History of Puzzles (4)

Do you love puzzles? If so, you’ve come to the right place! Puzzles have been an essential part of human history, providing entertainment, education, and challenge for people of all ages. This article takes a look at the origin of puzzles and how the history of puzzles has evolved — from ancient times to the present.

We’ll explore riddles and labyrinths long ago, the first ever jigsaw puzzle created by John Spilsbury in 1760, the popular die-cut cardboard puzzles of yesteryear, and even Archimedes’ geometric dissection puzzle from 200 BC.

Discover the stories behind these classic puzzles and how they became popular cultural phenomena—all while learning interesting tidbits along the way! So if you’re ready to take a peek into the world of puzzles, then let’s get started!

Key Takeaways:

  • Puzzles have evolved from ancient riddles to complex cardboard jigsaw puzzles, becoming a timeless source of education and entertainment.
  • The very first jigsaw puzzle, created in 1760, marked the beginning of a rich history that saw puzzles become beloved by people of all ages and walks of life.
  • Despite changes in materials and motifs, puzzles continue to be a popular today, offering both fun and a mental workout for puzzle enthusiasts around the world.

Ancient Puzzles – A Closer Look

History of Puzzles - Tangram

Discovering the roots of puzzles, we often look to Ancient Egypt where a notable mechanical puzzle called “The Sphinx” challenged individuals to reposition square pieces to reveal a complete picture. This highlights how early puzzles served not only as mind-benders but also as educational tools for depicting significant scenes or events.

In the history of Europe, notably around 200 B.C., Rome took an interest in locking puzzles. These intricate creations, often found in the form of rings or lockets, concealed compartments that would only open when solved. They played dual roles as both puzzles and protective devices for valuables.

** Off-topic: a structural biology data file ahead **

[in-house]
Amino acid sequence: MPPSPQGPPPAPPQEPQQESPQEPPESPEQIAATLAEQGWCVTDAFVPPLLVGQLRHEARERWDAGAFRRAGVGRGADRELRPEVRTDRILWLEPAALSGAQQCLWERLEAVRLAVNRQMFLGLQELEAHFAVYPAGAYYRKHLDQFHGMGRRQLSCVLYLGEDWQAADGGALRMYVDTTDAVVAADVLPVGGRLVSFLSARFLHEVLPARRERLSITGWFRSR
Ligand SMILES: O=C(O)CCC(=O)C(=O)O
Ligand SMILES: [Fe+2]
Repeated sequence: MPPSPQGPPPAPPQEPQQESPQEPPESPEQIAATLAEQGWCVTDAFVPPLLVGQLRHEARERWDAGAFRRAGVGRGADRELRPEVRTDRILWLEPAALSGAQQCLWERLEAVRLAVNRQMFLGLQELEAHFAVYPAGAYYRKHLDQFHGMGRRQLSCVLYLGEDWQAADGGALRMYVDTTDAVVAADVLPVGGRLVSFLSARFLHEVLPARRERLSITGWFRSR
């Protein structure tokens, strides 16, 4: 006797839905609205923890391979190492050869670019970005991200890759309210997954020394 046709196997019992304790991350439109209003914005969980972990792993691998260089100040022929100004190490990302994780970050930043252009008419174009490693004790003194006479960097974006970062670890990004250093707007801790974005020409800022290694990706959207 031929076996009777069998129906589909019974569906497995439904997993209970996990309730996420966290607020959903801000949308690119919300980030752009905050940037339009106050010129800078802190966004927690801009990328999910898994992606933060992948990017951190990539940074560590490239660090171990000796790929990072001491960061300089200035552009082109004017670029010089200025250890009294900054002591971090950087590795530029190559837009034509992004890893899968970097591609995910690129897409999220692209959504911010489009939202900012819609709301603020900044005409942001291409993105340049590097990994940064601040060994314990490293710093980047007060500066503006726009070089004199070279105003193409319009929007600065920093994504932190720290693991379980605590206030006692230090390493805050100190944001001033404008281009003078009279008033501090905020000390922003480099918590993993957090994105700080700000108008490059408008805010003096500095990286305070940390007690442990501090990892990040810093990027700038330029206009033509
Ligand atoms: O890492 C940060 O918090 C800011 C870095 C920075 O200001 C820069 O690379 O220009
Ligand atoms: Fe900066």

Transitioning from Ancient Greece, the dissection puzzle became a common form of mental exercise. These early puzzles were crafted from wood and often based on labyrinths or famous figures such as the Minotaur—providing not only entertainment but also a means to nurture problem-solving skills and fine motor skills in individuals.

Further east, tangrams emerged from China, acting as a testament to the global fascination with puzzles. These seven-piece wonders could be arranged into various shapes, illustrating the universal appeal of puzzles to people of all ages and their perpetual evolution as a popular pastime.

Video: A Brief History of Puzzles

Medieval and Renaissance Puzzles

History of Puzzles - Maze

During the medieval and Renaissance periods, puzzles became popular among royalty and the wealthy. Cryptograms, which involved decoding secret messages, and maze puzzles, which involved finding the correct path through a complex maze, were popular during this time.

Folding puzzles, which involved folding a sheet of paper to create a specific shape or design, also became popular during the Renaissance. Leonardo da Vinci was known to be a fan of folding puzzles, and he even included a few in his notebooks.